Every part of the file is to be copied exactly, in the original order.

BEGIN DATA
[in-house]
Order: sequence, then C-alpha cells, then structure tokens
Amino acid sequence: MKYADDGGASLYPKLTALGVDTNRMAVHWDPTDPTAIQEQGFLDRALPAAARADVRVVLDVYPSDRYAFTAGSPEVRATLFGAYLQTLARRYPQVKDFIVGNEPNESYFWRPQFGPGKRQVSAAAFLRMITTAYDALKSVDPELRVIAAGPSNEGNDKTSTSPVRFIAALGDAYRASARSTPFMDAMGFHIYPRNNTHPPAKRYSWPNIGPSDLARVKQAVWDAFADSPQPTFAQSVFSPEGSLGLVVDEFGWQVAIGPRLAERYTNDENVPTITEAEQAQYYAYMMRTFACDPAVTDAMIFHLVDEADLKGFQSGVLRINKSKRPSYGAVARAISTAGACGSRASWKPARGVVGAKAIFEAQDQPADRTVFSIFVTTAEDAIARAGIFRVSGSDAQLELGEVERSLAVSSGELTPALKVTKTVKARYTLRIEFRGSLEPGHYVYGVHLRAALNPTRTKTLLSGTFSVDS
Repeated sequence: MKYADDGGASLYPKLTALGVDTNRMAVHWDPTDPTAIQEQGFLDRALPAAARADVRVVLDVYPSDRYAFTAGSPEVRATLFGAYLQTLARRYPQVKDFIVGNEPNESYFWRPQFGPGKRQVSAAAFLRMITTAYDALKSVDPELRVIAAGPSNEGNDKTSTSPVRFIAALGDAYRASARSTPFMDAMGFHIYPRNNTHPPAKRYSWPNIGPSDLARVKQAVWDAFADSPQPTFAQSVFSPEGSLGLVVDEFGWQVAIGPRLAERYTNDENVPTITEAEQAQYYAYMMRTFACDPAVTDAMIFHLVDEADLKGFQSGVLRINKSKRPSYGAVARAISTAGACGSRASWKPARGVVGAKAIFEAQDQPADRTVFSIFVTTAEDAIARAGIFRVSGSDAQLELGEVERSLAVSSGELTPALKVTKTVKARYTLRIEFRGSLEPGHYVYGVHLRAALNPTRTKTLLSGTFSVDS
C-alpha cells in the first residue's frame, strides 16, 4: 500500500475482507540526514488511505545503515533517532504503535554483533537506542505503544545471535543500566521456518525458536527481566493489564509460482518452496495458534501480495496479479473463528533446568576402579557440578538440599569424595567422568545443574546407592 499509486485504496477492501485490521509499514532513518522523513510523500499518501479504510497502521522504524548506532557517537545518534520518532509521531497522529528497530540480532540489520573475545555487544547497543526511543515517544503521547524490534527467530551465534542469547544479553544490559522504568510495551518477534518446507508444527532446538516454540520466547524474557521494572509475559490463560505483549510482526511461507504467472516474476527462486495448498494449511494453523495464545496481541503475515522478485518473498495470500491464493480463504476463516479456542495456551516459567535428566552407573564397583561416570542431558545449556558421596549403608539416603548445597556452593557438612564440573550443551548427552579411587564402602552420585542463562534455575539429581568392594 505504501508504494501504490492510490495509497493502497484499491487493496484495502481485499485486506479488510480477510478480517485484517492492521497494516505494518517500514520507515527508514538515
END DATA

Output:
[in-house]
Order: sequence, then C-alpha cells, then structure tokens
Amino acid sequence: MKYADDGGASLYPKLTALGVDTNRMAVHWDPTDPTAIQEQGFLDRALPAAARADVRVVLDVYPSDRYAFTAGSPEVRATLFGAYLQTLARRYPQVKDFIVGNEPNESYFWRPQFGPGKRQVSAAAFLRMITTAYDALKSVDPELRVIAAGPSNEGNDKTSTSPVRFIAALGDAYRASARSTPFMDAMGFHIYPRNNTHPPAKRYSWPNIGPSDLARVKQAVWDAFADSPQPTFAQSVFSPEGSLGLVVDEFGWQVAIGPRLAERYTNDENVPTITEAEQAQYYAYMMRTFACDPAVTDAMIFHLVDEADLKGFQSGVLRINKSKRPSYGAVARAISTAGACGSRASWKPARGVVGAKAIFEAQDQPADRTVFSIFVTTAEDAIARAGIFRVSGSDAQLELGEVERSLAVSSGELTPALKVTKTVKARYTLRIEFRGSLEPGHYVYGVHLRAALNPTRTKTLLSGTFSVDS
Repeated sequence: MKYADDGGASLYPKLTALGVDTNRMAVHWDPTDPTAIQEQGFLDRALPAAARADVRVVLDVYPSDRYAFTAGSPEVRATLFGAYLQTLARRYPQVKDFIVGNEPNESYFWRPQFGPGKRQVSAAAFLRMITTAYDALKSVDPELRVIAAGPSNEGNDKTSTSPVRFIAALGDAYRASARSTPFMDAMGFHIYPRNNTHPPAKRYSWPNIGPSDLARVKQAVWDAFADSPQPTFAQSVFSPEGSLGLVVDEFGWQVAIGPRLAERYTNDENVPTITEAEQAQYYAYMMRTFACDPAVTDAMIFHLVDEADLKGFQSGVLRINKSKRPSYGAVARAISTAGACGSRASWKPARGVVGAKAIFEAQDQPADRTVFSIFVTTAEDAIARAGIFRVSGSDAQLELGEVERSLAVSSGELTPALKVTKTVKARYTLRIEFRGSLEPGHYVYGVHLRAALNPTRTKTLLSGTFSVDS
C-alpha cells in the first residue's frame, strides 16, 4: 500500500475482507540526514488511505545503515533517532504503535554483533537506542505503544545471535543500566521456518525458536527481566493489564509460482518452496495458534501480495496479479473463528533446568576402579557440578538440599569424595567422568545443574546407592 499509486485504496477492501485490521509499514532513518522523513510523500499518501479504510497502521522504524548506532557517537545518534520518532509521531497522529528497530540480532540489520573475545555487544547497543526511543515517544503521547524490534527467530551465534542469547544479553544490559522504568510495551518477534518446507508444527532446538516454540520466547524474557521494572509475559490463560505483549510482526511461507504467472516474476527462486495448498494449511494453523495464545496481541503475515522478485518473498495470500491464493480463504476463516479456542495456551516459567535428566552407573564397583561416570542431558545449556558421596549403608539416603548445597556452593557438612564440573550443551548427552579411587564402602552420585542463562534455575539429581568392594 505504501508504494501504490492510490495509497493502497484499491487493496484495502481485499485486506479488510480477510478480517485484517492492521497494516505494518517500514520507515527508514538515